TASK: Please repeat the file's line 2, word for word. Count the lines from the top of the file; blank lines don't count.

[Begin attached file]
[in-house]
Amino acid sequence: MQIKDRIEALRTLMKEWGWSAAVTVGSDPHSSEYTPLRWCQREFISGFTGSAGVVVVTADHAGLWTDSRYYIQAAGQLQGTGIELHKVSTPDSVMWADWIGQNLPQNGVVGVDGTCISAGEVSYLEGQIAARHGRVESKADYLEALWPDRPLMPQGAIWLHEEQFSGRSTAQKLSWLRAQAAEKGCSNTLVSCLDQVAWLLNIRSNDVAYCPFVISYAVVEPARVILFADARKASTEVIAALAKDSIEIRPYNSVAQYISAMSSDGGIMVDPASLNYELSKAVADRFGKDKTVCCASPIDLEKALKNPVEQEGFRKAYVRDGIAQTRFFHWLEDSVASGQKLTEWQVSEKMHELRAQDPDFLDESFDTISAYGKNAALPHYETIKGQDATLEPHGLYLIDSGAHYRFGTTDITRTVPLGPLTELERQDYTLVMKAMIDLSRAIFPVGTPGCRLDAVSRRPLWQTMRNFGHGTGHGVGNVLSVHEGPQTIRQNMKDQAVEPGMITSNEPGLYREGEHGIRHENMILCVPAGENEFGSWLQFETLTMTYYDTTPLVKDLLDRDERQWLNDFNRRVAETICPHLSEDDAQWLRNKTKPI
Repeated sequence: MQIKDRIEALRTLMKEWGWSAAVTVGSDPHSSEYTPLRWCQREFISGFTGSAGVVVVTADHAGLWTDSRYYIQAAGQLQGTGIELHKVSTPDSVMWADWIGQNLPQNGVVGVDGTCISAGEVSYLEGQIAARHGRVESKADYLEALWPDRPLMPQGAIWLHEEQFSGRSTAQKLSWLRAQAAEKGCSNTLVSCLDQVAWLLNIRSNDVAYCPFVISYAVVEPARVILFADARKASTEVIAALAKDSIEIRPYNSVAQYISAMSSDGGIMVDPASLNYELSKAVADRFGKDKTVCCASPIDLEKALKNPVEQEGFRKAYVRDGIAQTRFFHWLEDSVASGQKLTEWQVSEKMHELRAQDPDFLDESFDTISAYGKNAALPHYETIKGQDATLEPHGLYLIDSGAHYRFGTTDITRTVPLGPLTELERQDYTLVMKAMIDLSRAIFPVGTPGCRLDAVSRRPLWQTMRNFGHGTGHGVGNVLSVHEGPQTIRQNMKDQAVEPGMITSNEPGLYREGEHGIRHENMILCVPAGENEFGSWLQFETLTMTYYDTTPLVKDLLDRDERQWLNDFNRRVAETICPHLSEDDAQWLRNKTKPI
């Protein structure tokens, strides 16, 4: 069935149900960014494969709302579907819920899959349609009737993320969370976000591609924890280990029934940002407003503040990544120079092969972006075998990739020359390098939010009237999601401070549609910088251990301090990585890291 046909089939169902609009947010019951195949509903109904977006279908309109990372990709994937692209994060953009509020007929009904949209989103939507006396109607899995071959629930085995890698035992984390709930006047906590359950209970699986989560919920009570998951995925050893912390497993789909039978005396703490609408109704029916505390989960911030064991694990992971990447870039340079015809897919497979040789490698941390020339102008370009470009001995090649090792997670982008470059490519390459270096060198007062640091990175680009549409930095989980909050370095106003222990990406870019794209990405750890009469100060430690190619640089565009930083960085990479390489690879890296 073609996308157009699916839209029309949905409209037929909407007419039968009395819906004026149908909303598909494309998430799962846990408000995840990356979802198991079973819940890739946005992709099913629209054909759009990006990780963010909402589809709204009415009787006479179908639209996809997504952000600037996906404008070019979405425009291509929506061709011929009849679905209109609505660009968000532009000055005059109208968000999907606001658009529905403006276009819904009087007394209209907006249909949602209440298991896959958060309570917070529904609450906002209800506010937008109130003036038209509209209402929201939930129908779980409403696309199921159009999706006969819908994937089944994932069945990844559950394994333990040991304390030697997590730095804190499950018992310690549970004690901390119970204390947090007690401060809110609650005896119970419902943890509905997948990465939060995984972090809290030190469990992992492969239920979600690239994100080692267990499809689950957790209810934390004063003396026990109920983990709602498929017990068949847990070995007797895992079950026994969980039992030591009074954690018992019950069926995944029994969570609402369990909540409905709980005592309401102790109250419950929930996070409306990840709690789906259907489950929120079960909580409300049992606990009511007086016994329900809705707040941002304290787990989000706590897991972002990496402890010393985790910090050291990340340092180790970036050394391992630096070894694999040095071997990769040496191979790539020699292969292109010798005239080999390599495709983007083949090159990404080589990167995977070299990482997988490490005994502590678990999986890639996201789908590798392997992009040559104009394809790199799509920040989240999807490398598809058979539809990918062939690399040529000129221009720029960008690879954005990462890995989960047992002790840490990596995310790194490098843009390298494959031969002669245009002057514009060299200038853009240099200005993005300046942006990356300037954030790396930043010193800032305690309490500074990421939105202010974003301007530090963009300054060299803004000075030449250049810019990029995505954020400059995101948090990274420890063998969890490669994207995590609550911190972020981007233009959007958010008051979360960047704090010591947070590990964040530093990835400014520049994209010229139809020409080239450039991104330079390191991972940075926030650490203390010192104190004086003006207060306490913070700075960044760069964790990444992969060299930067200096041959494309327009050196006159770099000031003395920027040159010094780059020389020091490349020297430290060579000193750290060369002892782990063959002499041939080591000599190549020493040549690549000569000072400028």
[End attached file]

Amino acid sequence: MQIKDRIEALRTLMKEWGWSAAVTVGSDPHSSEYTPLRWCQREFISGFTGSAGVVVVTADHAGLWTDSRYYIQAAGQLQGTGIELHKVSTPDSVMWADWIGQNLPQNGVVGVDGTCISAGEVSYLEGQIAARHGRVESKADYLEALWPDRPLMPQGAIWLHEEQFSGRSTAQKLSWLRAQAAEKGCSNTLVSCLDQVAWLLNIRSNDVAYCPFVISYAVVEPARVILFADARKASTEVIAALAKDSIEIRPYNSVAQYISAMSSDGGIMVDPASLNYELSKAVADRFGKDKTVCCASPIDLEKALKNPVEQEGFRKAYVRDGIAQTRFFHWLEDSVASGQKLTEWQVSEKMHELRAQDPDFLDESFDTISAYGKNAALPHYETIKGQDATLEPHGLYLIDSGAHYRFGTTDITRTVPLGPLTELERQDYTLVMKAMIDLSRAIFPVGTPGCRLDAVSRRPLWQTMRNFGHGTGHGVGNVLSVHEGPQTIRQNMKDQAVEPGMITSNEPGLYREGEHGIRHENMILCVPAGENEFGSWLQFETLTMTYYDTTPLVKDLLDRDERQWLNDFNRRVAETICPHLSEDDAQWLRNKTKPI